• ‘Um, I'm not rehashing my childhood or anything.’
      • ‘Reams of news and commentary rehash the discussions that have become so painfully familiar in recent games.’
      • ‘I would rehash the situation over and over again to see if I had forgotten any minor detail - a gesture, a word, or even a facial expression - that missed my rigorous analysis.’
      • ‘Some of his books rehashed Marxist debates at length, but never his campus lectures.’
      • ‘Today's commentary will rehash some old ‘stuff’, while also hopefully shedding some new insight.’
      • ‘In his statement of clemency, he said no need to rehash the findings of the courts over 24 years of litigation that jury decisions that he is guilty of these four murders, should pay for his life.’
      • ‘But we do not feel we can waste any time or energy rehashing grievances about the process.’
      • ‘The fallacies of this critique have been elaborated around the Internet, but let's rehash a little.’
      • ‘But most of the morning was spent rehashing the previous day's events.’
      • ‘There's no point in rehashing the same old issues again and again.’
      • ‘‘People want to get to a solution and get over it without rehashing their problems over and over again, the way a therapist might,’ he argues.’
      • ‘The Sheriff went over their stories, rehashing them, picking out points for clarification for about another hour.’
      • ‘They still love to rehash all of the embarrassing moments on various trips that the group has taken throughout the years.’

noun

  • A reuse of old ideas or material without significant change or improvement.

    ‘the spring show was a rehash of the summer show from the previous year’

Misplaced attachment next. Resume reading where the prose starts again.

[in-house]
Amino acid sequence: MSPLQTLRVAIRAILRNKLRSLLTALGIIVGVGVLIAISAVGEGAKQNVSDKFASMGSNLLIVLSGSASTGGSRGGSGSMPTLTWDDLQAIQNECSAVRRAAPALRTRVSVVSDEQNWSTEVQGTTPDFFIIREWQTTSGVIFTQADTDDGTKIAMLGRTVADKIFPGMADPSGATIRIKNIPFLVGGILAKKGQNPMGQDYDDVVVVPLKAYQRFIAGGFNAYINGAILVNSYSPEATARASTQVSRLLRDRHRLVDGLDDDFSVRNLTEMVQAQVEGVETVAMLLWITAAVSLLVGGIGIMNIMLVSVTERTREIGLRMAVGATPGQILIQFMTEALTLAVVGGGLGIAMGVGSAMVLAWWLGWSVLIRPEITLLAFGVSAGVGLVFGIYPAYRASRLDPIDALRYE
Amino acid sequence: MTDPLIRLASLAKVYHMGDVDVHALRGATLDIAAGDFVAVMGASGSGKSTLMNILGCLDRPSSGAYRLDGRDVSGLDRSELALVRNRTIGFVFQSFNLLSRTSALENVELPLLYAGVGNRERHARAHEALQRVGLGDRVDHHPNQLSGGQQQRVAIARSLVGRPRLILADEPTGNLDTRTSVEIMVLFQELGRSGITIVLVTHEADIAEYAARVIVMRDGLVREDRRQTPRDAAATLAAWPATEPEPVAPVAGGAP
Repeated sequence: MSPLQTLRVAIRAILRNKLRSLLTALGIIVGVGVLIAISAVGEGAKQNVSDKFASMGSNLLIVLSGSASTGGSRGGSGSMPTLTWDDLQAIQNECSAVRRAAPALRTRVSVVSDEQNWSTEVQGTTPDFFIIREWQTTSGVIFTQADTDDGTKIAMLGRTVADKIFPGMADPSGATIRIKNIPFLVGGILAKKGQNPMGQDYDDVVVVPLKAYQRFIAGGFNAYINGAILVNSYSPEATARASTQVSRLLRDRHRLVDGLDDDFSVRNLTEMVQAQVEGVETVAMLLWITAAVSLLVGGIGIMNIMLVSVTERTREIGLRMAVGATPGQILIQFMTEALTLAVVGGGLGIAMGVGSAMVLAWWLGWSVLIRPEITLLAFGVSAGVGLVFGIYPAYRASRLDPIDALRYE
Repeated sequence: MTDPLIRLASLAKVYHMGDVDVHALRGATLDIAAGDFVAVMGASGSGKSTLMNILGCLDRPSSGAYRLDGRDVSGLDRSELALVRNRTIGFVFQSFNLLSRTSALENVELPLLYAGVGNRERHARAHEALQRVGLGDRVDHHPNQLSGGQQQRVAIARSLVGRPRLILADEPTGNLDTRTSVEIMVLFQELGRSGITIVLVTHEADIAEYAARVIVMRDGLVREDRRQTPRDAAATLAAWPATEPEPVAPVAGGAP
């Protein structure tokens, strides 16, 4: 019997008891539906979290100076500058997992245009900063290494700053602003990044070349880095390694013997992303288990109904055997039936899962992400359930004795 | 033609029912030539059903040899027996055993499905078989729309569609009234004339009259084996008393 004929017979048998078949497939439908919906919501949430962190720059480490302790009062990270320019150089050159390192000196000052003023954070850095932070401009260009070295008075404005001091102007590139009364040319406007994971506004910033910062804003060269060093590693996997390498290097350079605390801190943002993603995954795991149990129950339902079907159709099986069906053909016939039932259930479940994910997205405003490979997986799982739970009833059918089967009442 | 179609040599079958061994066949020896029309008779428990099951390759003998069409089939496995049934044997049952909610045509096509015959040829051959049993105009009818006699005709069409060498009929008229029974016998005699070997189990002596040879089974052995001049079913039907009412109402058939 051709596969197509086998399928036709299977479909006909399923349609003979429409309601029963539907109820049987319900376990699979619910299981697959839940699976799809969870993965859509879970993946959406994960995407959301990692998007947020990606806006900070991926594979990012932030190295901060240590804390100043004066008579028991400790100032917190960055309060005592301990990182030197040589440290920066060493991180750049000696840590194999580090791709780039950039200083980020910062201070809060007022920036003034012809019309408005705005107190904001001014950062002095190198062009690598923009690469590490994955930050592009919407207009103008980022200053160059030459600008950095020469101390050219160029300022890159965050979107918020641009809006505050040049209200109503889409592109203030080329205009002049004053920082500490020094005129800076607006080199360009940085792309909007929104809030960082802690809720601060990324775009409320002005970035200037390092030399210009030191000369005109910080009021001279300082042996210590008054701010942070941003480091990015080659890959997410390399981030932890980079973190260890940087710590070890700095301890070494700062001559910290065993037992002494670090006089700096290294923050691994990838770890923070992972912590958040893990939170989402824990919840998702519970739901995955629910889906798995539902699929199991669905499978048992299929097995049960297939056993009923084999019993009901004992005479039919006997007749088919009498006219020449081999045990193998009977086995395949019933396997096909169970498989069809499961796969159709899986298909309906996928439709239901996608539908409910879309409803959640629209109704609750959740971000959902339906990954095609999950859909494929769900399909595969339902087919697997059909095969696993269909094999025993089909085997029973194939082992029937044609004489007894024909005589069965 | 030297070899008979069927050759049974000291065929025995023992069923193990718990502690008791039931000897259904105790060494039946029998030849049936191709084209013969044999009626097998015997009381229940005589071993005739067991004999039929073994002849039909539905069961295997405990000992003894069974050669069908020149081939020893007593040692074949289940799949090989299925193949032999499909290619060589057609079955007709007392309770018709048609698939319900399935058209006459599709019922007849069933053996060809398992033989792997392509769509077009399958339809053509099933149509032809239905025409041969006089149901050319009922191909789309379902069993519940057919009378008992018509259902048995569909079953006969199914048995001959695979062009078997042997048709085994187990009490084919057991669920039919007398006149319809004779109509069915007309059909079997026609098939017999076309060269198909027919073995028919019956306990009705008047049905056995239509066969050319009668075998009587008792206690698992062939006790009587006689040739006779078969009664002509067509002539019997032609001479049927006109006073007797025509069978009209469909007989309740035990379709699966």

• ‘His jokes are rehashes from previous cities, but no one seems to mind.’
    • ‘The title's just an excuse to make a bad movie that pretends to be a spoof when it's just a rehash of the most formulaic rubbish imaginable.’
    • ‘But half of what one saw was old work by established artists or colorless rehashes of 1980s images.’
    • ‘Many writing submissions are rehashes of old stories.’
    • ‘Every thing I write will just be a rehash of all the other glowing reviews circling the ‘net.’
    • ‘The report is actually a rehash of several reviews that have taken place within the Fire Service over a number of years.’
    • ‘There's some light interview/setup material, but it's mostly a rehash of the clips included elsewhere on the discs.’
    • ‘I like to think I'm open to new ideas, but this idea is really just a rehash of existing ideas and generally doesn't seem like it will work.’
    • ‘The synopsis is, unsurprisingly, a rehash of the commercially successful film franchise.’
    • ‘Clearly, it wasn't a terribly newsworthy speech, a rehash of his old themes.’
    • ‘For the first time after countless rehashes, the franchise is finally taking a major new direction in adopting Unreal technology to power the game.’
    • ‘But mainly, it's rehashes of music I can remember and sketches for new ideas.’
    • ‘Some would argue it's incredibly unoriginal, and just a rehash of old ideas, but I disagree.’
    • ‘Jim challenged me to take the first step, to propose a new economics of sustainability - specifically, to outline a theory that wasn't just a rehash of the old economics.’
    • ‘For far too long, the approach to solving the problems of moving goods and people between our two islands has been a rehash of what's been done for the last 50 years.’
    • ‘Even if the music world doesn't realize it, people are a little desperate to hear something that isn't just a rehash.’
    • ‘If there's anything less tedious than the constant releases of operating systems, it's the constant rehashes of old argument between the system creators.’

Pronunciation:

rehash

/ˈriːhaʃ/